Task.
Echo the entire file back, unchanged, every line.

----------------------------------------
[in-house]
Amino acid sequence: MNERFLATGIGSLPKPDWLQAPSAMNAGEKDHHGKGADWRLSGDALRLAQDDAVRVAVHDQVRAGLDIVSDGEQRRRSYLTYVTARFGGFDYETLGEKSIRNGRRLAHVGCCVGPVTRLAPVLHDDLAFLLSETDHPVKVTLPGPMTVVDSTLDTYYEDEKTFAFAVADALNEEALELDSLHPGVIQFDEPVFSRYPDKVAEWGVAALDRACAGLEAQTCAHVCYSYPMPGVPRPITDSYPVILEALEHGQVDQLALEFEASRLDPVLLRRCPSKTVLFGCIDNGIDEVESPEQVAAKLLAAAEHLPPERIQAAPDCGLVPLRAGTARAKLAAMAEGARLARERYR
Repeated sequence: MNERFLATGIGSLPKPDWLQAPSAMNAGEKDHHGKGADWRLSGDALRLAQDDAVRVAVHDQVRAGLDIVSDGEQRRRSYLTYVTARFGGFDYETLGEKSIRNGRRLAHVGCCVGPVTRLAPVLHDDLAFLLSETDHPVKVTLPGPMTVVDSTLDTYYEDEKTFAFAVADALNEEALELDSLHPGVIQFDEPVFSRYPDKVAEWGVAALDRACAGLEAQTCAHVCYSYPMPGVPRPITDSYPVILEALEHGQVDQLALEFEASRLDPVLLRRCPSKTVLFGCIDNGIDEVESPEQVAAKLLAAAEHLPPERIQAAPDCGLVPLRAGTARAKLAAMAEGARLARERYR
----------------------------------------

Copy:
[in-house]
Amino acid sequence: MNERFLATGIGSLPKPDWLQAPSAMNAGEKDHHGKGADWRLSGDALRLAQDDAVRVAVHDQVRAGLDIVSDGEQRRRSYLTYVTARFGGFDYETLGEKSIRNGRRLAHVGCCVGPVTRLAPVLHDDLAFLLSETDHPVKVTLPGPMTVVDSTLDTYYEDEKTFAFAVADALNEEALELDSLHPGVIQFDEPVFSRYPDKVAEWGVAALDRACAGLEAQTCAHVCYSYPMPGVPRPITDSYPVILEALEHGQVDQLALEFEASRLDPVLLRRCPSKTVLFGCIDNGIDEVESPEQVAAKLLAAAEHLPPERIQAAPDCGLVPLRAGTARAKLAAMAEGARLARERYR
Repeated sequence: MNERFLATGIGSLPKPDWLQAPSAMNAGEKDHHGKGADWRLSGDALRLAQDDAVRVAVHDQVRAGLDIVSDGEQRRRSYLTYVTARFGGFDYETLGEKSIRNGRRLAHVGCCVGPVTRLAPVLHDDLAFLLSETDHPVKVTLPGPMTVVDSTLDTYYEDEKTFAFAVADALNEEALELDSLHPGVIQFDEPVFSRYPDKVAEWGVAALDRACAGLEAQTCAHVCYSYPMPGVPRPITDSYPVILEALEHGQVDQLALEFEASRLDPVLLRRCPSKTVLFGCIDNGIDEVESPEQVAAKLLAAAEHLPPERIQAAPDCGLVPLRAGTARAKLAAMAEGARLARERYR